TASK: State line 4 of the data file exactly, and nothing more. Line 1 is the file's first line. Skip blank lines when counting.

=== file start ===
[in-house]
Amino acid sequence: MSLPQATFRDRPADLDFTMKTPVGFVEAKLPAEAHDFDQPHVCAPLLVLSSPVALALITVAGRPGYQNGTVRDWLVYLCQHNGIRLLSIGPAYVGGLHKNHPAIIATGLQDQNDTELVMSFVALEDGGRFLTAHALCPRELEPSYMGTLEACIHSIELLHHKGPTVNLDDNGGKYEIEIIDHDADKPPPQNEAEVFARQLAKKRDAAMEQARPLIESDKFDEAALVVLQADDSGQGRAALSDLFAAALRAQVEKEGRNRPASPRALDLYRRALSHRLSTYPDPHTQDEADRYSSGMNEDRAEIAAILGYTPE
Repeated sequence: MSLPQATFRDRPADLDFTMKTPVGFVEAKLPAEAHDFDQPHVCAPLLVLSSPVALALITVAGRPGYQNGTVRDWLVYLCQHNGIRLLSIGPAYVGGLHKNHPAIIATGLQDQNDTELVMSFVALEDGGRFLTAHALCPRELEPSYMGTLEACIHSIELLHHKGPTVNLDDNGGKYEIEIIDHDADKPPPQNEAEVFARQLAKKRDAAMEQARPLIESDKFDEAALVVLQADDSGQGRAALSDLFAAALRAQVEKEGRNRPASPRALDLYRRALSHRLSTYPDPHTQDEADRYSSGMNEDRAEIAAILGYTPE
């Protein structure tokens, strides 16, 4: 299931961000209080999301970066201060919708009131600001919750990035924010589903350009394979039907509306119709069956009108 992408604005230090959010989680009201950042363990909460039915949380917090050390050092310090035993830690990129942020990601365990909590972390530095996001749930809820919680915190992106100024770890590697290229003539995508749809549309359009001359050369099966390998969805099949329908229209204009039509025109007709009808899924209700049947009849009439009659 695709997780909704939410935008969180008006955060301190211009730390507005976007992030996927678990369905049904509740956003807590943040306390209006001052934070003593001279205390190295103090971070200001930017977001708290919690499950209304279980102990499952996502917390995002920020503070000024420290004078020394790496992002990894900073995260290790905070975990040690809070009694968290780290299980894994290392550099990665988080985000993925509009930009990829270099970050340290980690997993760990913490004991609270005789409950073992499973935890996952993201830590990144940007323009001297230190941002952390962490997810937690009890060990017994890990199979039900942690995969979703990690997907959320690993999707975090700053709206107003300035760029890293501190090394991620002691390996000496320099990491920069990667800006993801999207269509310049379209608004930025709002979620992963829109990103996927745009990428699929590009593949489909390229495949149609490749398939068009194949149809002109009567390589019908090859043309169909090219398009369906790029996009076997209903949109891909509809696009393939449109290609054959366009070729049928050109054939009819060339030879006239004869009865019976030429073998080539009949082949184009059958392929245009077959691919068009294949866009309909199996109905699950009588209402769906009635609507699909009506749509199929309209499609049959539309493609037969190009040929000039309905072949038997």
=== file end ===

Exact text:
């Protein structure tokens, strides 16, 4: 299931961000209080999301970066201060919708009131600001919750990035924010589903350009394979039907509306119709069956009108 992408604005230090959010989680009201950042363990909460039915949380917090050390050092310090035993830690990129942020990601365990909590972390530095996001749930809820919680915190992106100024770890590697290229003539995508749809549309359009001359050369099966390998969805099949329908229209204009039509025109007709009808899924209700049947009849009439009659 695709997780909704939410935008969180008006955060301190211009730390507005976007992030996927678990369905049904509740956003807590943040306390209006001052934070003593001279205390190295103090971070200001930017977001708290919690499950209304279980102990499952996502917390995002920020503070000024420290004078020394790496992002990894900073995260290790905070975990040690809070009694968290780290299980894994290392550099990665988080985000993925509009930009990829270099970050340290980690997993760990913490004991609270005789409950073992499973935890996952993201830590990144940007323009001297230190941002952390962490997810937690009890060990017994890990199979039900942690995969979703990690997907959320690993999707975090700053709206107003300035760029890293501190090394991620002691390996000496320099990491920069990667800006993801999207269509310049379209608004930025709002979620992963829109990103996927745009990428699929590009593949489909390229495949149609490749398939068009194949149809002109009567390589019908090859043309169909090219398009369906790029996009076997209903949109891909509809696009393939449109290609054959366009070729049928050109054939009819060339030879006239004869009865019976030429073998080539009949082949184009059958392929245009077959691919068009294949866009309909199996109905699950009588209402769906009635609507699909009506749509199929309209499609049959539309493609037969190009040929000039309905072949038997």